It wasn’t long before I lost myself in books and blueprints on how to run an online business. I was checking all the right boxes, but the people coming my way weren’t the right fit for my work, and I lost a bit of the essence of what I want Candelita to be. It was very lonely and frustrating to interact online, so I went out and started knocking on the doors of artists and creative entrepreneurs whose work I love, and asked them about their stories. I was fascinated and a bit obsessed with it, and I wanted others to be as obsessed as I was — or at least be inspired to take risks by hearing these amazing stories. After chats with friends and brainstorming on what to do with it, I decided that I wanted to help them tell their own stories, and bring their studios and shops to people’s screens. I’ve never been a fan of video, but I knew this was worth it and I put on my big girl pants and went for it.
I got a lot of rejections, but I ended up with an amazing group of six fabricants, and we created a 5 episode season that makes me proud. In the process, I was able to see how my season 1 fabricants were not always doing the “right” thing, according to many business coaches, but that they were doing work they loved and making a living as they built a thriving community that was just as passionate about their work as the artists were.
Can you name a moment of failure in your business experiences that you learned from or that helped you improve your business or the way you work?
Nearly the entire time I’ve run Candelita, I’ve lived a double life: I would work in consulting in New York and plan my schedule around new media art events in other countries to take off and participate in their residencies. I somehow convinced myself that I could just keep balancing my need for collaborative work with other artists and creatives in my escapades to Europe and South America, and come back home and wear the consultant hat.
That’s why I told myself I needed to leave my consulting clients, move my business online, and be another brand that lived online and launched everything and anything on cyberspace. It was a lot of work and hustling and it didn’t feel right. It felt very sales-y and not too legit. I started burning out to a point where I didn’t feel the same passion and enthusiasm I felt the previous years as a non-online player.
I took a step back and looked closely at what I tried. I’m still figuring out how to make it my way — a way that sends the right message to the right people and makes me proud.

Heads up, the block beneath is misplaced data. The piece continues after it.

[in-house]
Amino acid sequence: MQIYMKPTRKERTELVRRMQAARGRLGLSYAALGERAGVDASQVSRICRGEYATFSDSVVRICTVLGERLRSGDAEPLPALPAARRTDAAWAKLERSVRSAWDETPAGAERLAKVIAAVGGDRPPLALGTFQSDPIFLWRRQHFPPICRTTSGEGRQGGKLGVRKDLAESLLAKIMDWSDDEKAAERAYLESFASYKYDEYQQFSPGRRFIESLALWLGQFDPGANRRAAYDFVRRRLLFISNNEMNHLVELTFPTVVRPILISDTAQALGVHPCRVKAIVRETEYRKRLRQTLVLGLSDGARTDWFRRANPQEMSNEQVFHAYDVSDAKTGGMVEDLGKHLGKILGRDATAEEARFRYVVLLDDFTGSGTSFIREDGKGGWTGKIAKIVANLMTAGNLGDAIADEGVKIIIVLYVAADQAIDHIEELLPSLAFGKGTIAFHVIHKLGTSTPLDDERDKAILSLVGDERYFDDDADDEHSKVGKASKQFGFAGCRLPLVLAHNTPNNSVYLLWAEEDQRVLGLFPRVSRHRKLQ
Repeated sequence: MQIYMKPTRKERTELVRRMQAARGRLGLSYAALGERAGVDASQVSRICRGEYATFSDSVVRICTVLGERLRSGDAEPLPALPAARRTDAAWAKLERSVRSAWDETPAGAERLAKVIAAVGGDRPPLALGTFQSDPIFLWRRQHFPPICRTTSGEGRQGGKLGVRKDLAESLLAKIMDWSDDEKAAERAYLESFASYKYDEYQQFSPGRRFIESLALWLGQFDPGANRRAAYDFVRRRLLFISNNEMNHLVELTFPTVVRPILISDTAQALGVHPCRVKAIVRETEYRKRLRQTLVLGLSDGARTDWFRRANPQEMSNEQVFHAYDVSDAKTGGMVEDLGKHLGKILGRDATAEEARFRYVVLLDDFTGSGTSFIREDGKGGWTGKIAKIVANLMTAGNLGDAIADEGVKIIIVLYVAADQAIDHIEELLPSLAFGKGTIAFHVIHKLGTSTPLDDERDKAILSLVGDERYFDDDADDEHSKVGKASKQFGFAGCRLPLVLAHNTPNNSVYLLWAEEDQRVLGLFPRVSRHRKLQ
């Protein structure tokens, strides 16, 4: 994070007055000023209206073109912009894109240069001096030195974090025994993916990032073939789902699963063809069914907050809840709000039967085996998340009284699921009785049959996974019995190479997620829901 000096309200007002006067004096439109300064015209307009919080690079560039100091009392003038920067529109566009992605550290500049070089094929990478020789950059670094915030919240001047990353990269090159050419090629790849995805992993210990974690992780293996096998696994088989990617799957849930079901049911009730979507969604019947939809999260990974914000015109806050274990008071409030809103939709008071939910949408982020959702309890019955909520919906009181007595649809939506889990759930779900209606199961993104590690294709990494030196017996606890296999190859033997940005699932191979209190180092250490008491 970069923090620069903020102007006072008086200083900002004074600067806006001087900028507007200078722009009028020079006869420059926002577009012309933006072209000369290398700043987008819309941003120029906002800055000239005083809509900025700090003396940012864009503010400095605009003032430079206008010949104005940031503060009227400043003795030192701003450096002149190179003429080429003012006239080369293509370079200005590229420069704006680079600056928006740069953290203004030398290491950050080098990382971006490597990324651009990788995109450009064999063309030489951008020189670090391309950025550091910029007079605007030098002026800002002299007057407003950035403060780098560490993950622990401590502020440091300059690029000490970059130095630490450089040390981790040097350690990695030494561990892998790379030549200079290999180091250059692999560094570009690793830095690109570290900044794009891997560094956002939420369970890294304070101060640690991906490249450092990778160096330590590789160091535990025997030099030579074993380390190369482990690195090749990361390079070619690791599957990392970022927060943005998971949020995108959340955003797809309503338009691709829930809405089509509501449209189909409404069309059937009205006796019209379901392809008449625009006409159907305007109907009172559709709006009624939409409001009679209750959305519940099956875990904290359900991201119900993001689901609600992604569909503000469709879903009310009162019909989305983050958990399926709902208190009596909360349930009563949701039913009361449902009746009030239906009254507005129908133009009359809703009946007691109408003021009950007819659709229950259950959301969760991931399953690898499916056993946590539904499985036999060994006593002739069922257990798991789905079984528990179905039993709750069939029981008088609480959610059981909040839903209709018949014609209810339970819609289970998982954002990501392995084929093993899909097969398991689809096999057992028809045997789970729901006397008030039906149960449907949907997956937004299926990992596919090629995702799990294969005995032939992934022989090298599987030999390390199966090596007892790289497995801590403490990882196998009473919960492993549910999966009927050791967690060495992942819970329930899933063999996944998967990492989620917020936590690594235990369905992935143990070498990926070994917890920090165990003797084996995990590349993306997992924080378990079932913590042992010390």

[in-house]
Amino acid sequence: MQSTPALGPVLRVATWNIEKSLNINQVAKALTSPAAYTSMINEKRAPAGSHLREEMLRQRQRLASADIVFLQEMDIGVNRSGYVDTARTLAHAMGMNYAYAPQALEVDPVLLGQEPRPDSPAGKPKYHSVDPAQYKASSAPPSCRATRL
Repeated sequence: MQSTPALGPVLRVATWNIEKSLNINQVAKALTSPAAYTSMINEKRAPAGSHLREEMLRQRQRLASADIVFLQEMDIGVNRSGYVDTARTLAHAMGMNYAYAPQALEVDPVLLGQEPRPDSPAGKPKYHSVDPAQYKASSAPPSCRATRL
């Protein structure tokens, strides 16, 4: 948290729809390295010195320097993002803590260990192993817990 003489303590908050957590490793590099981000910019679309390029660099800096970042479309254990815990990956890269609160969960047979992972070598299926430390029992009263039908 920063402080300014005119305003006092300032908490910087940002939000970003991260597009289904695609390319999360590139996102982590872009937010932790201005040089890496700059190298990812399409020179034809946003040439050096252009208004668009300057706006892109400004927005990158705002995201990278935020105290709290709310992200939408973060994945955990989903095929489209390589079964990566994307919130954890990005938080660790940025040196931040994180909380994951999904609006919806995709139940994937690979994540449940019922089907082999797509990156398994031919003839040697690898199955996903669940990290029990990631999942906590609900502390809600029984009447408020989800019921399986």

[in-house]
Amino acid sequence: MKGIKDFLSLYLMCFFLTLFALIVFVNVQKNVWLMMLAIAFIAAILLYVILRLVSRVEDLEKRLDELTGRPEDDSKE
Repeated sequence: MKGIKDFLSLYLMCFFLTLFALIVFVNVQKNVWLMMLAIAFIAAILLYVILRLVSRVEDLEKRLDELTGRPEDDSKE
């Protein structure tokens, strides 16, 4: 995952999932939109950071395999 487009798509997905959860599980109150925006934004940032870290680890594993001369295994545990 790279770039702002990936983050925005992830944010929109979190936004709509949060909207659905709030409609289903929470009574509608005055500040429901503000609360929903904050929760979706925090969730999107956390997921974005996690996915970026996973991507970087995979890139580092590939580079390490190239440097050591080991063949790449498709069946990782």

If you were magically given 3 more hours per day, what would you do with them?
Get my hands dirty with crafts and painting.
What has been the biggest sacrifice you’ve made in starting your business?
Spending less time with my family. Traveling to Venezuela can be very expensive, so I’d have to really think when to take the trip to spend some time with my family and friends back home.
Can you name your greatest success (or something you’re most proud of) in your business experiences?
Mentoring/teaching other artists and makers in residencies in wonderful places like Madrid, Sao Paulo, Lima, and creating a series that has become my labor of love.
Image above: Jennifer in conversation with Matt Nelson, Co-Founder of Mellow Pages Library (Bushwick, Brooklyn)
What business books/resources (if any) would you recommend to someone starting a creative business of their own?
Books: Zag: The Number One Strategy of High-Performance Brands, Brand Thinking and Other Noble Pursuits, Daily Rituals: How Artists Work, It’s Not How Good You Are, It’s How Good You Want to Be, Kern and Burn: Conversations With Design Entrepreneurs
Has failing at something or quitting ever lead to success for you? Walk us through that.
Absolutely. Failing in my attempt to become another online businesses led me to create The Fabricant Way.
Getting back to in-person interactions with other business owners has opened my eyes to the possibilities and potential of mixing my consulting experience with the corporate world and serving business owners in a more genuine way with growth as the main goal.
It helped me take a step back and assess what I’ve done so far, adjust my goals and vision for my business, and find a way to balance out consulting and agency work.
And even though I still hang out online, my true inspiration comes from my local community and extends to any limit in the world.
In your opinion, what are the top three things someone should consider before starting their own business?
- Surround yourself with people that are going through the same process. Your friends will support you, but it will be hard for them to see beyond the idea of a glamorous life of being your own boss.
- Find a mentor: someone you truly admire, who has something to share with you about their journey.
- Be patient and kind to yourself. There will be days when you’ll want to shut down the shop and go find a full-time job.
What’s the first app, website or thing you open/do in the morning?
Feedly! It keeps me informed with my favorite news source outlets and blogs, while gathering inspiration pieces to share during the day or read with my coffee.
What’s the hardest thing about being your own boss that isn’t obvious?
Systems: How to identify them, develop them and apply them to your daily practice. Once you find that sweet spot your life will be easier.